Major study finds lighting cut crime by 39%

A MAJOR control study in New York City has demonstrated that lighting cut night-time crime by 39 per cent.

It’s long been thought that better street illumination can reduce offences, but there’s never been any rigorous evidence —until now.

Nearly 80 public housing developments in New York City participated in the six-month randomised controlled trial 

In partnership with the Mayor’s Office of Criminal Justice, the New York City Police Department and the New York City Housing Authority, the scientific research team Crime Lab designed a six-month randomised controlled trial involving nearly 80 public housing developments, all of which had elevated levels of crime. About half of the developments received new, temporary street lights, and half did not.

The study found that the developments that received the new lights experienced crime rates that were significantly lower than would have been the case without the new lights.

Among other findings, the study concluded that increased levels of lighting led to a 7 per cent overall reduction in so-called index crimes— a subset of serious offences that includes murder, robbery and aggravated assault, as well as certain property crimes.

Specifically, at night there was a 39 per cent reduction in index crimes. Previous reports into lighting and crime undertaken in the US and the UK over the last two decades show a mixed picture, with lighting reducing crime in about half the studies but, significantly, not at night. The New York study, by contrast, shows an expected and dramatically significant correlation with crime at night.

The results of the lights project has implications for both New York and cities around the world. Unlike many jurisdictions around the country, New York has shown that it is possible to reduce crime and, at the same time, lower its prison population.

The city’s success in this area is credited in large part to innovations in policing undertaken in recent years by the NYPD. The results demonstrate that not only can environmental design impact crime, but that investments in changes to the physical environment such as new street lights can augment efforts to promote public safety and help reduce citywide inequalities in crime reduction without having to resort to building new prisons or incarcerating more people.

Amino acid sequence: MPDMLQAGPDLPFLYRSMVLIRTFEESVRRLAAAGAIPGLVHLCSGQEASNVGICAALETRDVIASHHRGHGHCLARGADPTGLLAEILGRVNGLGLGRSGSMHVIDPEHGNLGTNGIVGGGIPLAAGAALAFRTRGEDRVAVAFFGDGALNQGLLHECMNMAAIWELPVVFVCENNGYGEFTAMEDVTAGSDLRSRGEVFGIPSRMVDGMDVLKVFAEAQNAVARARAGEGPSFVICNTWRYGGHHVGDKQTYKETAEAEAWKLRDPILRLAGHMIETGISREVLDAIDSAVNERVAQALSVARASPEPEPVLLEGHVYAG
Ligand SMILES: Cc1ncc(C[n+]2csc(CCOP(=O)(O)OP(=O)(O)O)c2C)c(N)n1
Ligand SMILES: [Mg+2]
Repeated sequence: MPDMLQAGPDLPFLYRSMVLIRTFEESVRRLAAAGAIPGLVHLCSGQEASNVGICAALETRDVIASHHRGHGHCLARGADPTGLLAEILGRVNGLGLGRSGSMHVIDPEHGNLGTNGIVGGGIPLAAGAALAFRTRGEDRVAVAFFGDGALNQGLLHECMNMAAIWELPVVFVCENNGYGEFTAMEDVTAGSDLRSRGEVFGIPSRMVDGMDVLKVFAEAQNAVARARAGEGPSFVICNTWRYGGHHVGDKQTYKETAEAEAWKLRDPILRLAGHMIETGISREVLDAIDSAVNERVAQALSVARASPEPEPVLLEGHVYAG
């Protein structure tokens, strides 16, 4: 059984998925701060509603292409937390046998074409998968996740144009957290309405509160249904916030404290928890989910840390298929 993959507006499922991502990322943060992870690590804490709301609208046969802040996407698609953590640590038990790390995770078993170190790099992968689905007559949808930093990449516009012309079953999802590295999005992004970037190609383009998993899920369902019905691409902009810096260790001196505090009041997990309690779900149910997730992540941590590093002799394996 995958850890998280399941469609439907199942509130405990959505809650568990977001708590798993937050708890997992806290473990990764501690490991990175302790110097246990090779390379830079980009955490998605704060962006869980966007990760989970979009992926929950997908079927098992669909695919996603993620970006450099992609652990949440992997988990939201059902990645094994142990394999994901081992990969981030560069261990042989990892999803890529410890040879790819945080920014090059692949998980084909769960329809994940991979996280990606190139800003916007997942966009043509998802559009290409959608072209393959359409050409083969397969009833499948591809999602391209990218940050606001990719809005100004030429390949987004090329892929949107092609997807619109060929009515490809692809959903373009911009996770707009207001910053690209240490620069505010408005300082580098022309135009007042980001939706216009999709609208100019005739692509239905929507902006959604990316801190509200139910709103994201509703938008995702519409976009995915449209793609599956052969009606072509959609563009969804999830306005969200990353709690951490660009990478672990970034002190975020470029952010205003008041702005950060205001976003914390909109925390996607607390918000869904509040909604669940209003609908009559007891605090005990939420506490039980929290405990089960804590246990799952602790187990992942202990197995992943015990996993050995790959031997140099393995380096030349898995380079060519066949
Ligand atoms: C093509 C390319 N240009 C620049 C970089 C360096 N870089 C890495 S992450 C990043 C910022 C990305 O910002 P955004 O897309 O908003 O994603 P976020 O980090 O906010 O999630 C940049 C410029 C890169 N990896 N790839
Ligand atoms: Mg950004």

The researchers say that there is ‘evidence that residents appreciate the new resources introduced into communities during the lights project’. The survey results suggest that fully two-thirds of housing authority residents felt favourably about the new lights.

While there have been a small number of prior studies of impact of lights on crime, this effort marks the first use of a rigorous, randomised controlled trial (RCT)—the gold-standard in scientific research—to measure the impact of street lighting on crime.

Previous reports into lighting and crime undertaken in the US and the UK show a mixed picture, with lighting reducing crime in about half the studies but, significantly, not at night. The New York study, by contrast, shows an expected and dramatically significant correlation with crime at night.

 

  • Download the full report here.
  • The issue of lighting and the reduction of crime and anti-social behaviour will be explored in a special session in the Safer Cities conference which takes place as part of the LuxLive 2018 exhibition and conference at ExCeL London on Wednesday 13 November and Thursday 15 November 2018. Other sessions in the conference include lighting for CCTV, IoT lighting and safety and the use of blue light in suicide prevention. Entry is free if you pre-register HERE.

 

Comments 2

Like anything else, activity will move to the areas where it is easiest and most productive. So getting rid of the deep shadows areas will certainly make some kinds of crime move elsewhere. So where will the bad guys go when everything is well lighted? Or is that not part of the plan? And if there were other things done also then how can the results be claimed to be from lighting alone?? I have also read that in some parts of the UK it was found that adding lighting increased the crime rate. Of course, it is likely that few criminals would be out and about in only starlight, because some visibility is needed to even just navigate.

So 'better' lighting was compared with 'poorer' lighting for reducing crime in a residential area. Surely a more useful study should investigate what the impact of no lighting would be, since criminals tend to thrive where there are shadows?

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